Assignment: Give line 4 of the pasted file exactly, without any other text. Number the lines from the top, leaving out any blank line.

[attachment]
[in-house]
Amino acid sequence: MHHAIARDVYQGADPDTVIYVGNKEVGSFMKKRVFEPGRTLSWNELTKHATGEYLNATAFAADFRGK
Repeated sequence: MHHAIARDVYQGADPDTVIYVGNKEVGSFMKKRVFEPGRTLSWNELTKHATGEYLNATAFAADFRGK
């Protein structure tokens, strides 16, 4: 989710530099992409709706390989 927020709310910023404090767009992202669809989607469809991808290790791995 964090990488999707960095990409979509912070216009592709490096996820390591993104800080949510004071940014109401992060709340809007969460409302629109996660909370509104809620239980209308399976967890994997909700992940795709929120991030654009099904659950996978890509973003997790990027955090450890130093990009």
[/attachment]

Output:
């Protein structure tokens, strides 16, 4: 989710530099992409709706390989 927020709310910023404090767009992202669809989607469809991808290790791995 964090990488999707960095990409979509912070216009592709490096996820390591993104800080949510004071940014109401992060709340809007969460409302629109996660909370509104809620239980209308399976967890994997909700992940795709929120991030654009099904659950996978890509973003997790990027955090450890130093990009």